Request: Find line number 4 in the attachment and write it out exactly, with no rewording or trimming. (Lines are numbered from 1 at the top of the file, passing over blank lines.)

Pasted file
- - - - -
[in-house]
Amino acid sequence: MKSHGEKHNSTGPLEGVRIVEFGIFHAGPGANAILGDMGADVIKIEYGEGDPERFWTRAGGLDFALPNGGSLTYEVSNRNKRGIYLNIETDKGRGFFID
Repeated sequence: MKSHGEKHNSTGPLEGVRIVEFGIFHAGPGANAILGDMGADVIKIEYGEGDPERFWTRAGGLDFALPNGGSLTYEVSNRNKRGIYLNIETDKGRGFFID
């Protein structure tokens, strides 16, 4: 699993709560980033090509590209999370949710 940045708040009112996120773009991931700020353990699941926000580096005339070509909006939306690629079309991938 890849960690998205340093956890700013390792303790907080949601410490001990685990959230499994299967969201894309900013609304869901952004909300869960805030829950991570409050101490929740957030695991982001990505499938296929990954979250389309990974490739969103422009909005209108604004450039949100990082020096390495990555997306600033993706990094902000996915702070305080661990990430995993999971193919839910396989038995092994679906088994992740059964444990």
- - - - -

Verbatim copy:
């Protein structure tokens, strides 16, 4: 699993709560980033090509590209999370949710 940045708040009112996120773009991931700020353990699941926000580096005339070509909006939306690629079309991938 890849960690998205340093956890700013390792303790907080949601410490001990685990959230499994299967969201894309900013609304869901952004909300869960805030829950991570409050101490929740957030695991982001990505499938296929990954979250389309990974490739969103422009909005209108604004450039949100990082020096390495990555997306600033993706990094902000996915702070305080661990990430995993999971193919839910396989038995092994679906088994992740059964444990």